The glory of the Church of the East was immense, formidable to the unified East and West Christians across the Tigris, however brief. Its remnants after Islam were fraught with hereditary patriarchs, Byzantinesque politics, and an unfortunate lack of leadership, and their future is as uncertain as it always has been.
« Last Edit: October 17, 2010, 04:51:22 PM by yeshua » Logged
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« Reply #3 on: October 18, 2010, 03:14:45 PM »

Hmmmmm. With regard to the original question regarding the Persian versus Syrian population of the Church of the East, those sound like two very different answers.  Undecided
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« Reply #4 on: October 18, 2010, 03:24:30 PM »

Hmmmmm. With regard to the original question regarding the Persian versus Syrian population of the Church of the East, those sound like two very different answers.  Undecided

A majority of the COE's population were (note past tense) Persian, and while there were Syriac communities belonging to the COE, they were few and far between at the Church's historical apex. After what is called today the "Assyrian" Genocide, the surviving Persian communities and remaining Syriac COE communities became one over periods of time, culminating into what is now a purely Syriac (or "Assyrian" beginning in the 20th century) self-identifying population.

If sources are what you're after, let me know.
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« Reply #5 on: October 18, 2010, 07:43:57 PM »

There are thousands of Persian saints on the Eastern Orthodox calendars, most of them martyrs. Many were Persians who accepted Christ. The commemorations of EO Persians continue past the Christological controversies. One named St. John was a shah and former Muslim (IIRC) who converted under the influence of St. Theodore of Edessa (again, IIRC). His life is recorded in the collection of saints lives from the Holy Land and Sinai by Holy Apostles Convent. St. John was killed by the mob of his own subjects when he preached Christ to them.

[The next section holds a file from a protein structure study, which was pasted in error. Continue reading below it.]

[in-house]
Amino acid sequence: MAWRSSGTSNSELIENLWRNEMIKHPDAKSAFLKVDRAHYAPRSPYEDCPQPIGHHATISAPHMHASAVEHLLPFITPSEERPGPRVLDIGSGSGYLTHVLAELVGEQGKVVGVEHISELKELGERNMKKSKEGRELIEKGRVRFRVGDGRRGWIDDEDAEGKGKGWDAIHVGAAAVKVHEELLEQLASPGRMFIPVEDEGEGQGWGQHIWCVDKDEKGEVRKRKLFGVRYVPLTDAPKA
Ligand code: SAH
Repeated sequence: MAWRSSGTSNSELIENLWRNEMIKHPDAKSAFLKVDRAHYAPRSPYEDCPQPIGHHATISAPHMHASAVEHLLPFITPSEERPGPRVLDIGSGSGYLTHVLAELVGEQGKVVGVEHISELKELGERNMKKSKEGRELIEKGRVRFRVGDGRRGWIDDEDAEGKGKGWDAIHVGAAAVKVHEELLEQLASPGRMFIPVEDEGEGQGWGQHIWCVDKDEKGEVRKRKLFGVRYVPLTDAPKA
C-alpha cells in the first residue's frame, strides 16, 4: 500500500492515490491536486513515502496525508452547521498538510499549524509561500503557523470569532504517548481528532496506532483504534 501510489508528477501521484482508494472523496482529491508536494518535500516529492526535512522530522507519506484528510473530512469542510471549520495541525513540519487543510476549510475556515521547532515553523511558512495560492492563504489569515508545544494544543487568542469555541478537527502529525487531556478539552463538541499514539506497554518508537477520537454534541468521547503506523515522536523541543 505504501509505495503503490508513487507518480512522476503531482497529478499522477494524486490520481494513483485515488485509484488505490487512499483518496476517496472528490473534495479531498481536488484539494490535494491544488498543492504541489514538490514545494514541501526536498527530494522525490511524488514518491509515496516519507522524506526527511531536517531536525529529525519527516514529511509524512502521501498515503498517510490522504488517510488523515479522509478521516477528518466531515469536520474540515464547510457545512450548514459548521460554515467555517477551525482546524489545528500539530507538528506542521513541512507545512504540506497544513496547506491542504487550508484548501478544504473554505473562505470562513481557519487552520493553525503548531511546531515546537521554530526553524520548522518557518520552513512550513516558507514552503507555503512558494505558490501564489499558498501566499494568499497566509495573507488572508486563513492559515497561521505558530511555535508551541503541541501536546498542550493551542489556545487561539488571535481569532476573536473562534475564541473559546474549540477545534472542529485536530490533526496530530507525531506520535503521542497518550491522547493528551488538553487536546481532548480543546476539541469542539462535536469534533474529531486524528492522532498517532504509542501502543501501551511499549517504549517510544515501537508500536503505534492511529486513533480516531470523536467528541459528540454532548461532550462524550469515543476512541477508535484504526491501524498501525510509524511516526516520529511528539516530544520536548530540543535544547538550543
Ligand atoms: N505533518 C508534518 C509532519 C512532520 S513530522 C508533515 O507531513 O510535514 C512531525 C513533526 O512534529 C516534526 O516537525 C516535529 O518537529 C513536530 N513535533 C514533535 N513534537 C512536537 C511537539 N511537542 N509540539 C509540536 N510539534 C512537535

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« Reply #6 on: October 18, 2010, 08:13:15 PM »

There are thousands of Persian saints on the Eastern Orthodox calendars, most of them martyrs. Many were Persians who accepted Christ. The commemorations of EO Persians continue past the Christological controversies. One named St. John was a shah and former Muslim (IIRC) who converted under the influence of St. Theodore of Edessa (again, IIRC). His life is recorded in the collection of saints lives from the Holy Land and Sinai by Holy Apostles Convent. St. John was killed by the mob of his own subjects when he preached Christ to them.

One thing I wonder is if these sources, by "Persian", mean an inhabitant of the Sassanid Empire, or do they actually mean an ethnic Persian? Because if the former, they could very well still be Syrians of the Sassanid Empire.